By KRISTI E. SWARTZ
Sewer tunnels in Cobb and Gwinnett counties are among $91.5 million in water and sewer projects statewide that the Georgia Environmental Facilities Authority approved at its board meeting Tuesday.
Of the 11 projects, five of which are at least partially backed by federal stimulus money. Gov. Sonny Perdue has approved that money — $40.5 million — for use, his office said late Tuesday.
The 11 projects are to help pay for water and sewer infrastructure projects in Cobb and Gwinnett counties as well as Colquitt County. Cities receiving the money are Camilla, Hiawassee, Port Wentworth, Portal, Sparta, Stillmore, Valdosta and West Point.
“Investment in infrastructure creates jobs, promotes economic development and increases our citizens’ quality of life,” Perdue said in a statement. “Improving public health and safety is critical to a community’s economic growth and prosperity.”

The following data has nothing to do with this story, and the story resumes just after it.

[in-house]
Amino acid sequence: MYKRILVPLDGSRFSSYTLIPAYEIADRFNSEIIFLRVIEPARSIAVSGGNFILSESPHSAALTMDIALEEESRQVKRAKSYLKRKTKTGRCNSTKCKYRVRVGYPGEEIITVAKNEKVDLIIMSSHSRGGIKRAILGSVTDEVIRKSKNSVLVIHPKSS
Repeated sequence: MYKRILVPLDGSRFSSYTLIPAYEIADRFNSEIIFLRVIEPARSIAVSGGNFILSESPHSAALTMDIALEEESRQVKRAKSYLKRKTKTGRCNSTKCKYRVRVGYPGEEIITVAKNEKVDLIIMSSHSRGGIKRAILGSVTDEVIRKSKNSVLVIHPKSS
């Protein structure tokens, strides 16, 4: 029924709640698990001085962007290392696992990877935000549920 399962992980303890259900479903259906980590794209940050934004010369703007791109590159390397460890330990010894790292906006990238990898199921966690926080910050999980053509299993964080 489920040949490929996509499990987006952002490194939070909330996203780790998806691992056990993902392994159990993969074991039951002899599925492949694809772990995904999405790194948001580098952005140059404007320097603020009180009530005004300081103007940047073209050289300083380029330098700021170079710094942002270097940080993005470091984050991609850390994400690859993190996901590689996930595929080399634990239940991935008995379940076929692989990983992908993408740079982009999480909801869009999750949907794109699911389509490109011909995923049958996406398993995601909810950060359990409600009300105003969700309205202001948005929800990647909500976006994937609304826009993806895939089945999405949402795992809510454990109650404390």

President Barack Obama last week praised a list of economic stimulus-related projects that would create of save 600,000 jobs over the next 100 days. Many of the projects under the new “Roadmap to Recovery” plan — at least for Georgia — are more mundane, basic government projects such as the ones GEFA approved Tuesday.
GEFA has $144 million in federal money, including about $121 million in stimulus funds to use on projects in 2009, spokesman Shane Hix said. The agency may commit all of the money to projects as early as August, Hix said.
“The goal of the stimulus is to get the money out there as quickly as possible, and we’re trying to get that done,” Hix said Tuesday.
GEFA set up rural and non-rural funding streams to administer stimulus money, Hix said. Rural projects receive a 70 percent subsidy, and non-rural, or basically metro-area projects, receive a 40 percent subsidy.
Cobb County will receive at $35 million loan, $10 million of which is from federal stimulus money, to pay for building a 30,000-foot sewer tunnel as well as a lift station at the South Cobb Water Reclamation Facility. Once complete, the lift station will move 130 million gallons of water a day.
Gwinnett County’s project, a $55 million sewer tunnel that will store wastewater for the No Business Creek Regional Pump Station, is also backed by stimulus money.